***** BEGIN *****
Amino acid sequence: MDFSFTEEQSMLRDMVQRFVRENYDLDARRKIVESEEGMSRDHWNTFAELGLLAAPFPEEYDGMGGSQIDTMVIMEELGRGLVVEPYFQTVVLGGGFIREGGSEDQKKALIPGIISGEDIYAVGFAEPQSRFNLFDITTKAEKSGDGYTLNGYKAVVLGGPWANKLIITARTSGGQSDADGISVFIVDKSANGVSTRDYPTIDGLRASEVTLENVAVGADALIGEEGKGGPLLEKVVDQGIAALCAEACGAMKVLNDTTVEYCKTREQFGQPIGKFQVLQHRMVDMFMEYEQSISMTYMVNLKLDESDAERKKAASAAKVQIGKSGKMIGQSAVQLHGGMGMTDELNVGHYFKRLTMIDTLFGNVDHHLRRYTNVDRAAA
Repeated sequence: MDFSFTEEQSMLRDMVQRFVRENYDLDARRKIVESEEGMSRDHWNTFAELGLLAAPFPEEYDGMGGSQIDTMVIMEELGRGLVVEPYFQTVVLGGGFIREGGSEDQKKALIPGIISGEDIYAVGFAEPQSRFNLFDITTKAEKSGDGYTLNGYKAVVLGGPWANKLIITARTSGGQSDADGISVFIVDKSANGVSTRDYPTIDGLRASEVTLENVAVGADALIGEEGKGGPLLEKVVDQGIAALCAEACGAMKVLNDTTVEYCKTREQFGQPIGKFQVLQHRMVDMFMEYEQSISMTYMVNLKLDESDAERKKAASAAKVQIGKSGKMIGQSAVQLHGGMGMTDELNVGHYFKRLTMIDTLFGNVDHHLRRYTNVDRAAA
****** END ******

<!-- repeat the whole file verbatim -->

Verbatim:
Amino acid sequence: MDFSFTEEQSMLRDMVQRFVRENYDLDARRKIVESEEGMSRDHWNTFAELGLLAAPFPEEYDGMGGSQIDTMVIMEELGRGLVVEPYFQTVVLGGGFIREGGSEDQKKALIPGIISGEDIYAVGFAEPQSRFNLFDITTKAEKSGDGYTLNGYKAVVLGGPWANKLIITARTSGGQSDADGISVFIVDKSANGVSTRDYPTIDGLRASEVTLENVAVGADALIGEEGKGGPLLEKVVDQGIAALCAEACGAMKVLNDTTVEYCKTREQFGQPIGKFQVLQHRMVDMFMEYEQSISMTYMVNLKLDESDAERKKAASAAKVQIGKSGKMIGQSAVQLHGGMGMTDELNVGHYFKRLTMIDTLFGNVDHHLRRYTNVDRAAA
Repeated sequence: MDFSFTEEQSMLRDMVQRFVRENYDLDARRKIVESEEGMSRDHWNTFAELGLLAAPFPEEYDGMGGSQIDTMVIMEELGRGLVVEPYFQTVVLGGGFIREGGSEDQKKALIPGIISGEDIYAVGFAEPQSRFNLFDITTKAEKSGDGYTLNGYKAVVLGGPWANKLIITARTSGGQSDADGISVFIVDKSANGVSTRDYPTIDGLRASEVTLENVAVGADALIGEEGKGGPLLEKVVDQGIAALCAEACGAMKVLNDTTVEYCKTREQFGQPIGKFQVLQHRMVDMFMEYEQSISMTYMVNLKLDESDAERKKAASAAKVQIGKSGKMIGQSAVQLHGGMGMTDELNVGHYFKRLTMIDTLFGNVDHHLRRYTNVDRAAA